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Greatest Risk of Smallpox Is Fear

October 31, 2002|Marc Siegel | Marc Siegel is an assistant professor of medicine at NYU and author of "Bellevue" (Simon & Schuster, 1998).

Back in 1797, when Edward Jenner first injected cowpox into a human, he surely never dreamt his work would lead to a vaccination controversy more than 200 years later.

Yet we are now faced with a medical dilemma: With two vaccines made from inactivated smallpox-related virus on the horizon -- one of which is now undergoing clinical trials at the National Institutes of Health -- should we use the outdated and more dangerous live-virus vaccine in the meantime? And if so, who should receive it?

The risk of smallpox appearing in the United States is still theoretical. But ever since Ken Alibek, the former deputy director of Biopreparat, the Soviet biological weapons apparatus, freely admitted to extensive amounts of smallpox existing in the Soviet Union, there is every reason to believe that some of the stockpiled virus may have found its way into the hands of rogue dictators or terrorists. And smallpox may be aerosolized -- if it is sprayed, it could infect hundreds of victims right off the bat.

Still, U.S. public health measures can be relied upon to contain any smallpox outbreak that occurs. All contacts will need to be inoculated, and afflicted patients will be isolated.

Smallpox spreads only when a person is already sick with a fever or rash, so in fact it is harder to spread than more innocent-seeming killers like the flu or measles.

Further, there is reason to believe that everyone vaccinated before 1972 still has some immunity and wouldn't get as sick from smallpox. This "herd immunity" would also slow the spread in the event of an attack.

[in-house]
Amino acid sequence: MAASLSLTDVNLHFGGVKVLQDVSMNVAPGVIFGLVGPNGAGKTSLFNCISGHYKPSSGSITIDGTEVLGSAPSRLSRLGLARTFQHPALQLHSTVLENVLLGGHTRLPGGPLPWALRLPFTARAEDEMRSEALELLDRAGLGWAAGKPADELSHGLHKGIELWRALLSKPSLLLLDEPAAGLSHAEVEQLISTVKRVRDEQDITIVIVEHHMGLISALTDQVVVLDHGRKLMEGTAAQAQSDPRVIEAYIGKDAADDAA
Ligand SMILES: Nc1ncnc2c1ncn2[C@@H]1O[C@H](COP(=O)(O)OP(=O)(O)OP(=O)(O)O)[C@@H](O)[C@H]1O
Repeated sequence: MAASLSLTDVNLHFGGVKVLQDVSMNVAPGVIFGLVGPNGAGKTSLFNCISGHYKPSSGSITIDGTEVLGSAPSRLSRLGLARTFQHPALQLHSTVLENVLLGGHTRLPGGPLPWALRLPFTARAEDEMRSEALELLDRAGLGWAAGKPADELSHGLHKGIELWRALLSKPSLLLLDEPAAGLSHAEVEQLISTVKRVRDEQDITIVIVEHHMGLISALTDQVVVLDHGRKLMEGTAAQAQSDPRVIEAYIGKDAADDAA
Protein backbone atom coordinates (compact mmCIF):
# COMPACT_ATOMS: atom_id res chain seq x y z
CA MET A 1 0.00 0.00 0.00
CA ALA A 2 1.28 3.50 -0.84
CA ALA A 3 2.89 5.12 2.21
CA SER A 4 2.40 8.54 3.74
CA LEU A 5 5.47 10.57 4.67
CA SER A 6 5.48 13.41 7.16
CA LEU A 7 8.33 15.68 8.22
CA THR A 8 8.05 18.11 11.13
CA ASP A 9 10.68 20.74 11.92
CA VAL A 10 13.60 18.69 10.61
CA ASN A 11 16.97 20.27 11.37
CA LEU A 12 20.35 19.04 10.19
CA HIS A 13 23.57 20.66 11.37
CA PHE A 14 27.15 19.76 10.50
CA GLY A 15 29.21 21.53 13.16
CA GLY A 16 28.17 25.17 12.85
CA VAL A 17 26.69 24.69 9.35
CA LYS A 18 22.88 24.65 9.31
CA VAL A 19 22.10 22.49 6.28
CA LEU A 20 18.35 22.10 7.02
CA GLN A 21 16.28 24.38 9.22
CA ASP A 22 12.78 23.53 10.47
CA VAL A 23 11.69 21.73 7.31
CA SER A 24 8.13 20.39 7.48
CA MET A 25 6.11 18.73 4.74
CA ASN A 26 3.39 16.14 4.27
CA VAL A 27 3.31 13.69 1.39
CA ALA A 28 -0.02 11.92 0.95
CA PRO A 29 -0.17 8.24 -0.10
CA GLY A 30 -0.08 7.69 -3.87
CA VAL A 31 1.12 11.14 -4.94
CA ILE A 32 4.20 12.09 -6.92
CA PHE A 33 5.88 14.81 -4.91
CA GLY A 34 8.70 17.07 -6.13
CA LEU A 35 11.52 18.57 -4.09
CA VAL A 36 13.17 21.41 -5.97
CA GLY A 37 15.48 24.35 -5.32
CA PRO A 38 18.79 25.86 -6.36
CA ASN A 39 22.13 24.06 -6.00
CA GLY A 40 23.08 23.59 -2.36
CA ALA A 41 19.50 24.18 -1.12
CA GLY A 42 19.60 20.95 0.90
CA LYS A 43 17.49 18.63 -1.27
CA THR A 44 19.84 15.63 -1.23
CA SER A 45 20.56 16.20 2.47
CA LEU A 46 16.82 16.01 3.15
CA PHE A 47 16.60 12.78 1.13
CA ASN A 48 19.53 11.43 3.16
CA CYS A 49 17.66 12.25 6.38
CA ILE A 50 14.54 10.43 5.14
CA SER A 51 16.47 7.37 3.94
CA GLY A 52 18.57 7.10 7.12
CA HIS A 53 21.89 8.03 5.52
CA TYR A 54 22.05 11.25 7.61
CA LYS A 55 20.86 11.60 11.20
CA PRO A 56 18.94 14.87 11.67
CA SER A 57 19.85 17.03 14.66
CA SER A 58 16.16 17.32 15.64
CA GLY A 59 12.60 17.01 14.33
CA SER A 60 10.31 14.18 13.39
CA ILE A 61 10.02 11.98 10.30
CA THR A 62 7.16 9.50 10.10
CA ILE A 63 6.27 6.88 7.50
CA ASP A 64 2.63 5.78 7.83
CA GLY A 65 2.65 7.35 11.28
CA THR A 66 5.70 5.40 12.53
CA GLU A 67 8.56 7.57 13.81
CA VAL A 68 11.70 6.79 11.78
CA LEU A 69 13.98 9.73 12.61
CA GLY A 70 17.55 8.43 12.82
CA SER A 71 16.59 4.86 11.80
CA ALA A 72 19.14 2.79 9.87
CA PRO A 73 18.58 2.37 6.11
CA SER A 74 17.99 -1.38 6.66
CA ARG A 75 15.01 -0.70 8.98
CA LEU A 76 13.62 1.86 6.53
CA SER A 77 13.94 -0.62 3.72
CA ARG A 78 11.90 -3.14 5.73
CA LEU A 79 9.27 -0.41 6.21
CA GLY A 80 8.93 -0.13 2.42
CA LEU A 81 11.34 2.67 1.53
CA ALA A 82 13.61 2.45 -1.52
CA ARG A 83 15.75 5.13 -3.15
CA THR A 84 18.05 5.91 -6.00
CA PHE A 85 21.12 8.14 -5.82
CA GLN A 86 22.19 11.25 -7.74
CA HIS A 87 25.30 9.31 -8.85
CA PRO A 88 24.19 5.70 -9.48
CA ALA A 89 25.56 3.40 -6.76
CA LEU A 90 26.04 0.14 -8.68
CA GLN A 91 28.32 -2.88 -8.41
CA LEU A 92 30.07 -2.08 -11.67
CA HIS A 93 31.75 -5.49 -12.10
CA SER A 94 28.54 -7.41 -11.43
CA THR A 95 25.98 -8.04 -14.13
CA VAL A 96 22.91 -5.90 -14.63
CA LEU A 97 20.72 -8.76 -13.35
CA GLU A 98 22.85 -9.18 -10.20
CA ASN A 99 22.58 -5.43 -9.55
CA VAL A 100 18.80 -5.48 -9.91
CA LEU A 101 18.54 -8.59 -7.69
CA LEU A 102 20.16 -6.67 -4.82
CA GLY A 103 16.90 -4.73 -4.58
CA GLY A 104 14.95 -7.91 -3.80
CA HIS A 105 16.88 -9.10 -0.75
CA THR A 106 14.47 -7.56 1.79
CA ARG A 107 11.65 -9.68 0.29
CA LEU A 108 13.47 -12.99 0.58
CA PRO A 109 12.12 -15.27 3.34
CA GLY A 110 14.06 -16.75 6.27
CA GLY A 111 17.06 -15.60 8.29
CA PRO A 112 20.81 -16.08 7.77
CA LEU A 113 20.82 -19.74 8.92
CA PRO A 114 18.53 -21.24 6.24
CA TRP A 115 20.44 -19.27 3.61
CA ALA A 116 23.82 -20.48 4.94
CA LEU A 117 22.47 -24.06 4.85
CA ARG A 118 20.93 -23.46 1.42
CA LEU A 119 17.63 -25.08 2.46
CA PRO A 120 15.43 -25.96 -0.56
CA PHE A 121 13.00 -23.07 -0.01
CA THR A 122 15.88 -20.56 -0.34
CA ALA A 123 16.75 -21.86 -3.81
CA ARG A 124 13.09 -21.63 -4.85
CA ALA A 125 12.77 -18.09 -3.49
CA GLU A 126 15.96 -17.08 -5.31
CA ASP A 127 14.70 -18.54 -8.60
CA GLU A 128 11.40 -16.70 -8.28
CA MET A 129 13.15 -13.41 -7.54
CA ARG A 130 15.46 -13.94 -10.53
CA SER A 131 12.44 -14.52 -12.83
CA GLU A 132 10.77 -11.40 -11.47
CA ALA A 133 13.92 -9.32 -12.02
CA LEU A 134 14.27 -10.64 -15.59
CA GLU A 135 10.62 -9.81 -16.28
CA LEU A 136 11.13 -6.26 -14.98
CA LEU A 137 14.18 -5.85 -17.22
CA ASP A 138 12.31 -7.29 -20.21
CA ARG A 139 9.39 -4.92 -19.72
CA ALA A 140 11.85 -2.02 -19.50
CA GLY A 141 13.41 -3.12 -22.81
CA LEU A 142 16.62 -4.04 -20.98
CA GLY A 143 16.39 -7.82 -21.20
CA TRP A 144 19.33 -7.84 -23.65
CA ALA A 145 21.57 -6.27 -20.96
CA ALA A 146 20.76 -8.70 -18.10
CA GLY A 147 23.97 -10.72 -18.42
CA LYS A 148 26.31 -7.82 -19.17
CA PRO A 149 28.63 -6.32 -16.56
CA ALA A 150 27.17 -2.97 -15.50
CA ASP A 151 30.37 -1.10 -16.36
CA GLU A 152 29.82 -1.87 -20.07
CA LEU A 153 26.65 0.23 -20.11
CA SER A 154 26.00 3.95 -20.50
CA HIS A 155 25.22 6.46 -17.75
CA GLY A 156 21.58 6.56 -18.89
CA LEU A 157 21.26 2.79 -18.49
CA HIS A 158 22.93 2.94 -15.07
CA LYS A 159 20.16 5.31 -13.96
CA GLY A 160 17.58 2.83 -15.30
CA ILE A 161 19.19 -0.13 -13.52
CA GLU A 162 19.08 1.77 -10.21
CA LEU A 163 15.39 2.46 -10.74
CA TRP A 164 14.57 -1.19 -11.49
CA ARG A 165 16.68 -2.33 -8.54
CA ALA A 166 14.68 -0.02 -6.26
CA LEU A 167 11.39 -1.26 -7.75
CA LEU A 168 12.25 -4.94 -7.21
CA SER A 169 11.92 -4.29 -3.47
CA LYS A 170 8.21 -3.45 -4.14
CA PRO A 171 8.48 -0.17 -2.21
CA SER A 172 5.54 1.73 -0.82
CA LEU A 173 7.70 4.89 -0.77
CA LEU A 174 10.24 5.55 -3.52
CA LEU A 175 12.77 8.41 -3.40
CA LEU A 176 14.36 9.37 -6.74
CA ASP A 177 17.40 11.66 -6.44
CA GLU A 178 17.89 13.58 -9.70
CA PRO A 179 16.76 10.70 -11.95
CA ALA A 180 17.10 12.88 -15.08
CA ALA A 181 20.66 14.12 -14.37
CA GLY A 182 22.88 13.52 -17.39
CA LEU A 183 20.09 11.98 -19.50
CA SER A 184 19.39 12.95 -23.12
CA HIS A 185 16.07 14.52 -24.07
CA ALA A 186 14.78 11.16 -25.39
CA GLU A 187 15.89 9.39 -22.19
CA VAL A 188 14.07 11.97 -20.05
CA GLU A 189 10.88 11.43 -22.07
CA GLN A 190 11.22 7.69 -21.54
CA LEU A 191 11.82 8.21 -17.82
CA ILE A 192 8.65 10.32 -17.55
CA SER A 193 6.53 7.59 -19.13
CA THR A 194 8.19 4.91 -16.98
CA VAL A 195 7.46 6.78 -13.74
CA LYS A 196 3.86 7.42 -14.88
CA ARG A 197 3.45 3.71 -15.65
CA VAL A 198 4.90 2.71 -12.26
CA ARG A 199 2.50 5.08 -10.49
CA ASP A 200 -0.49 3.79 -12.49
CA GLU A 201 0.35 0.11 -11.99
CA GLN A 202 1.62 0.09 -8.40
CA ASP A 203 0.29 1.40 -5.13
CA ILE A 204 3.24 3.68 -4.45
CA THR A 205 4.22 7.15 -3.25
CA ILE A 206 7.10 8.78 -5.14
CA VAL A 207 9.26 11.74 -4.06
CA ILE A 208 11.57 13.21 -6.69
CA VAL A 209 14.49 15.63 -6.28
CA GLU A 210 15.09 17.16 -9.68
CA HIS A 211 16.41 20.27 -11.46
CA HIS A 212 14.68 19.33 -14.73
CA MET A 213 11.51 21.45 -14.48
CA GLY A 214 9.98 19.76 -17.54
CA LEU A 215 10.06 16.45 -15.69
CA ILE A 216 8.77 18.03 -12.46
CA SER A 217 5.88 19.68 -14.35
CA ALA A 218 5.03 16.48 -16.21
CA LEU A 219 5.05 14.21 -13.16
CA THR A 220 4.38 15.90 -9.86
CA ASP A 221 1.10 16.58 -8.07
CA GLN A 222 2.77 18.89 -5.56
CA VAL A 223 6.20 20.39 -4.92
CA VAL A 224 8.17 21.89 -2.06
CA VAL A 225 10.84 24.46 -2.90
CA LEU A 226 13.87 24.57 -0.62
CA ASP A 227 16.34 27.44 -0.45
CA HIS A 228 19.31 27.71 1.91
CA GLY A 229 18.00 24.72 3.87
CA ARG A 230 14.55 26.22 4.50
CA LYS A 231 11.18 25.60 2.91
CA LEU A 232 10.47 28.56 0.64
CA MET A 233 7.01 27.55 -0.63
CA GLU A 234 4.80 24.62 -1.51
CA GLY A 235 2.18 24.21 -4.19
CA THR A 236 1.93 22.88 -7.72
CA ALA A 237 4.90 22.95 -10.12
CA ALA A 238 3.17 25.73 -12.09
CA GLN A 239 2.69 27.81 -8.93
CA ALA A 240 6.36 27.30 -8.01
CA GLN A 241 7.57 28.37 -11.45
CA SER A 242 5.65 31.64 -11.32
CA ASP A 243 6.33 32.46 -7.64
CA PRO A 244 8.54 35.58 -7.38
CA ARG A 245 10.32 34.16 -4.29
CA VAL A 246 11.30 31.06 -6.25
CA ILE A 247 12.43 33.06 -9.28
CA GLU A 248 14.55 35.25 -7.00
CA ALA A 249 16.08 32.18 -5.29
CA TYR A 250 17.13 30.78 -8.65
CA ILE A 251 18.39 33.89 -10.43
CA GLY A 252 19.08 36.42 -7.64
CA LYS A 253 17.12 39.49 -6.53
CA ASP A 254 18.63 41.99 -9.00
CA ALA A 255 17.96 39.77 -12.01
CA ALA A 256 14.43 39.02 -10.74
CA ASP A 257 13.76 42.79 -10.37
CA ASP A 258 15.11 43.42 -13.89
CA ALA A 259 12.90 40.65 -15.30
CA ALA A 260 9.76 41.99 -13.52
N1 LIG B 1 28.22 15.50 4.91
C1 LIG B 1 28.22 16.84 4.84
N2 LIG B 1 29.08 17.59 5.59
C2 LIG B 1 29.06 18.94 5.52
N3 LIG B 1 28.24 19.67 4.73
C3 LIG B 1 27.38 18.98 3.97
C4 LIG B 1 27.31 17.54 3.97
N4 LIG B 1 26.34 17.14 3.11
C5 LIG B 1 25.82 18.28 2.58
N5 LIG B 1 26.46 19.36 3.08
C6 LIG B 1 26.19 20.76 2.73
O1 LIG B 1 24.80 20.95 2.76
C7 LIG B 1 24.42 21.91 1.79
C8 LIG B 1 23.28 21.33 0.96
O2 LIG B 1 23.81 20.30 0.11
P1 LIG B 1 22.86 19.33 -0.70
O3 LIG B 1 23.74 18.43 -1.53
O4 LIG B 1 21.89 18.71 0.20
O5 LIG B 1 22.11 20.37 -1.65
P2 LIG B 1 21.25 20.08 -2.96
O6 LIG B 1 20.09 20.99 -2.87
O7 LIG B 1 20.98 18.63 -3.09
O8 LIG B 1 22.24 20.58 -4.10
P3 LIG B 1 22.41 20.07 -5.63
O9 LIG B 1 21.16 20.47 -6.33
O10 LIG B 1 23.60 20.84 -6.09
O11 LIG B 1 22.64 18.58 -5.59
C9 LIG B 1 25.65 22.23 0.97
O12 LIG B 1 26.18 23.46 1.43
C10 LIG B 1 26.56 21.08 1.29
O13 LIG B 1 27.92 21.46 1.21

The fear associated with smallpox is much more contagious than the disease. Smallpox is one of our ancient scourges, and it captures the dark side of our imaginations. Schoolchildren learn of smallpox as the first bioweapon, distributed in blankets to Native American tribes by British troops during the French and Indian wars of the 1750s. Vague memories of our earliest immunizations against smallpox haunt many of us.

Yet smallpox never wiped out large populations the way influenza and polio did. The greatest risk was always from secondary spread, which existing public health measures may contain. The vaccination program of the 1960s was undertaken largely to eradicate the disease worldwide and not because there was a looming risk to a particular group.

Admittedly, as the risk of war -- and its associated risk of bioweaponry -- increases, it is becoming more reasonable to vaccinate health-care workers and emergency responders. Yet for the protection of the public at large, the push must be to complete the research underway on a safer vaccine.

The old vaccine causes more than 1,000 serious complications per million vaccinated, including brain swelling and unintended viral contagion. This antiquated vaccine is not safe when given to people who have certain skin conditions, are immuno-compromised or pregnant. Unfortunately, these conditions may be hidden. The one recent death from the smallpox vaccine occurred in a military recruit who unknowingly was HIV-positive.

Vaccination may be useful to treat fear, but not when there are such side affects. It is reasonable to accumulate ready supplies of this older vaccine in case an attack of smallpox occurs, but it is not reasonable to use these supplies on the public now.

A recent study in the New England Journal of Medicine shows effectiveness of the old vaccine at 1/10 dilution, a dose that also may dilute the risk. But diluting this dinosaur is not enough. Instead, we must treat our fear with plenty of reason and restraint. Our scientists must be allowed to complete their work on a more modern, safer vaccine, the likes of which are already used for polio, flu, measles and chickenpox.

In a worst-case scenario, public health experts will still have plenty of time to react to smallpox if this old enemy is deployed in an attack against us.

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